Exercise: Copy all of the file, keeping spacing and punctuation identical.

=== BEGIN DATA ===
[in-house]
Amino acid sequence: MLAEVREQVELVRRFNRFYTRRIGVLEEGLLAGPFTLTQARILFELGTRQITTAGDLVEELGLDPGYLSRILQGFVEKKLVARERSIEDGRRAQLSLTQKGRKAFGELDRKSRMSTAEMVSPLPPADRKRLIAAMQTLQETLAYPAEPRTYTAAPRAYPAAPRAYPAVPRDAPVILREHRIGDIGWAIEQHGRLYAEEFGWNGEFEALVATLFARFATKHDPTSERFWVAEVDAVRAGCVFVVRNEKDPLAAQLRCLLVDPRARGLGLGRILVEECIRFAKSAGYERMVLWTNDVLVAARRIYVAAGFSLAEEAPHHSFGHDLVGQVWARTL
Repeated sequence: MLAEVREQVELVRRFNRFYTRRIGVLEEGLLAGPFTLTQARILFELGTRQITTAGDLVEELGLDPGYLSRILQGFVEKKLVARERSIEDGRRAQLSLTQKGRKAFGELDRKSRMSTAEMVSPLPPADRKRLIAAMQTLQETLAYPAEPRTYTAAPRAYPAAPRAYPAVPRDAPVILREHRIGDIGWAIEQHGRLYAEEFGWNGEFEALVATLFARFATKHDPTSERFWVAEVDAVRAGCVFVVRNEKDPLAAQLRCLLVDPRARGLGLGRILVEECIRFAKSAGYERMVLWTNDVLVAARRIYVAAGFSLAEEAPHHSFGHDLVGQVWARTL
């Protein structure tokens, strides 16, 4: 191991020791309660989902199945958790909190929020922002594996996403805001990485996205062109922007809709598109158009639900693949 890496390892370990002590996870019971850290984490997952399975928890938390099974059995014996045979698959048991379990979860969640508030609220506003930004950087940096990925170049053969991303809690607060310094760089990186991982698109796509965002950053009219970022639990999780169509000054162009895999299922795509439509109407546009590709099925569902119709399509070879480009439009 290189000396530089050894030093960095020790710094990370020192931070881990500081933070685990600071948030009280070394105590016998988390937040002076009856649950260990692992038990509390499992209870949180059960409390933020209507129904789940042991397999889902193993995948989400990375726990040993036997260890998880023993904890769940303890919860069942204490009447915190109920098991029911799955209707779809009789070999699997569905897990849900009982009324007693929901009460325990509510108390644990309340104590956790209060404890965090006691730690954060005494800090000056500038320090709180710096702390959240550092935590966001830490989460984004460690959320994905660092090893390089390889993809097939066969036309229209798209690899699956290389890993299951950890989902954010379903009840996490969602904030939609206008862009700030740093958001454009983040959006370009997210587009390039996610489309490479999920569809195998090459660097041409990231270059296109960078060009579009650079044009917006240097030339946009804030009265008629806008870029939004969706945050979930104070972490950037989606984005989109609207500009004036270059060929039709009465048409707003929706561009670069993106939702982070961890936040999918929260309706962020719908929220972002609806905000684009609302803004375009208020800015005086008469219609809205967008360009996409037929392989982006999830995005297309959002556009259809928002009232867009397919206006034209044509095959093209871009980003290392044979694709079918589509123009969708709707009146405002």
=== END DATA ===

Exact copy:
[in-house]
Amino acid sequence: MLAEVREQVELVRRFNRFYTRRIGVLEEGLLAGPFTLTQARILFELGTRQITTAGDLVEELGLDPGYLSRILQGFVEKKLVARERSIEDGRRAQLSLTQKGRKAFGELDRKSRMSTAEMVSPLPPADRKRLIAAMQTLQETLAYPAEPRTYTAAPRAYPAAPRAYPAVPRDAPVILREHRIGDIGWAIEQHGRLYAEEFGWNGEFEALVATLFARFATKHDPTSERFWVAEVDAVRAGCVFVVRNEKDPLAAQLRCLLVDPRARGLGLGRILVEECIRFAKSAGYERMVLWTNDVLVAARRIYVAAGFSLAEEAPHHSFGHDLVGQVWARTL
Repeated sequence: MLAEVREQVELVRRFNRFYTRRIGVLEEGLLAGPFTLTQARILFELGTRQITTAGDLVEELGLDPGYLSRILQGFVEKKLVARERSIEDGRRAQLSLTQKGRKAFGELDRKSRMSTAEMVSPLPPADRKRLIAAMQTLQETLAYPAEPRTYTAAPRAYPAAPRAYPAVPRDAPVILREHRIGDIGWAIEQHGRLYAEEFGWNGEFEALVATLFARFATKHDPTSERFWVAEVDAVRAGCVFVVRNEKDPLAAQLRCLLVDPRARGLGLGRILVEECIRFAKSAGYERMVLWTNDVLVAARRIYVAAGFSLAEEAPHHSFGHDLVGQVWARTL
């Protein structure tokens, strides 16, 4: 191991020791309660989902199945958790909190929020922002594996996403805001990485996205062109922007809709598109158009639900693949 890496390892370990002590996870019971850290984490997952399975928890938390099974059995014996045979698959048991379990979860969640508030609220506003930004950087940096990925170049053969991303809690607060310094760089990186991982698109796509965002950053009219970022639990999780169509000054162009895999299922795509439509109407546009590709099925569902119709399509070879480009439009 290189000396530089050894030093960095020790710094990370020192931070881990500081933070685990600071948030009280070394105590016998988390937040002076009856649950260990692992038990509390499992209870949180059960409390933020209507129904789940042991397999889902193993995948989400990375726990040993036997260890998880023993904890769940303890919860069942204490009447915190109920098991029911799955209707779809009789070999699997569905897990849900009982009324007693929901009460325990509510108390644990309340104590956790209060404890965090006691730690954060005494800090000056500038320090709180710096702390959240550092935590966001830490989460984004460690959320994905660092090893390089390889993809097939066969036309229209798209690899699956290389890993299951950890989902954010379903009840996490969602904030939609206008862009700030740093958001454009983040959006370009997210587009390039996610489309490479999920569809195998090459660097041409990231270059296109960078060009579009650079044009917006240097030339946009804030009265008629806008870029939004969706945050979930104070972490950037989606984005989109609207500009004036270059060929039709009465048409707003929706561009670069993106939702982070961890936040999918929260309706962020719908929220972002609806905000684009609302803004375009208020800015005086008469219609809205967008360009996409037929392989982006999830995005297309959002556009259809928002009232867009397919206006034209044509095959093209871009980003290392044979694709079918589509123009969708709707009146405002």